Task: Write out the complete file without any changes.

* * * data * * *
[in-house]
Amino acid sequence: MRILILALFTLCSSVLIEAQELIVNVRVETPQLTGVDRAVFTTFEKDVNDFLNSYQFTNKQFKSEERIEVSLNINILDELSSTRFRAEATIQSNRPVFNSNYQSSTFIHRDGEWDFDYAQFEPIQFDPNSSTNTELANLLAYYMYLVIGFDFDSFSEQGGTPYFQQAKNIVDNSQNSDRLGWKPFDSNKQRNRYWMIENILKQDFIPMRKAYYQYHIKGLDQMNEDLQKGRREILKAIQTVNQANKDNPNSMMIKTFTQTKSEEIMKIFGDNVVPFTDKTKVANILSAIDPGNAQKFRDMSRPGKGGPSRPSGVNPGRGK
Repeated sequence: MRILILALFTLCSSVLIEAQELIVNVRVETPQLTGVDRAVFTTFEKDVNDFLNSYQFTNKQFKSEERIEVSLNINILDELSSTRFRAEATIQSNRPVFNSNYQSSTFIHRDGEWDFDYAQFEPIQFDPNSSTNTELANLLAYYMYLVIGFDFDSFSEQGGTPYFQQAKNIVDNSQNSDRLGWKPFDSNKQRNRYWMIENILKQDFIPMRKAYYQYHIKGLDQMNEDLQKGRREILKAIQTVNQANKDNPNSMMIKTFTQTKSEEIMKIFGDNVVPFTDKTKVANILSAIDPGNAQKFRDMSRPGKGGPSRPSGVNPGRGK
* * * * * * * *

[in-house]
Amino acid sequence: MRILILALFTLCSSVLIEAQELIVNVRVETPQLTGVDRAVFTTFEKDVNDFLNSYQFTNKQFKSEERIEVSLNINILDELSSTRFRAEATIQSNRPVFNSNYQSSTFIHRDGEWDFDYAQFEPIQFDPNSSTNTELANLLAYYMYLVIGFDFDSFSEQGGTPYFQQAKNIVDNSQNSDRLGWKPFDSNKQRNRYWMIENILKQDFIPMRKAYYQYHIKGLDQMNEDLQKGRREILKAIQTVNQANKDNPNSMMIKTFTQTKSEEIMKIFGDNVVPFTDKTKVANILSAIDPGNAQKFRDMSRPGKGGPSRPSGVNPGRGK
Repeated sequence: MRILILALFTLCSSVLIEAQELIVNVRVETPQLTGVDRAVFTTFEKDVNDFLNSYQFTNKQFKSEERIEVSLNINILDELSSTRFRAEATIQSNRPVFNSNYQSSTFIHRDGEWDFDYAQFEPIQFDPNSSTNTELANLLAYYMYLVIGFDFDSFSEQGGTPYFQQAKNIVDNSQNSDRLGWKPFDSNKQRNRYWMIENILKQDFIPMRKAYYQYHIKGLDQMNEDLQKGRREILKAIQTVNQANKDNPNSMMIKTFTQTKSEEIMKIFGDNVVPFTDKTKVANILSAIDPGNAQKFRDMSRPGKGGPSRPSGVNPGRGK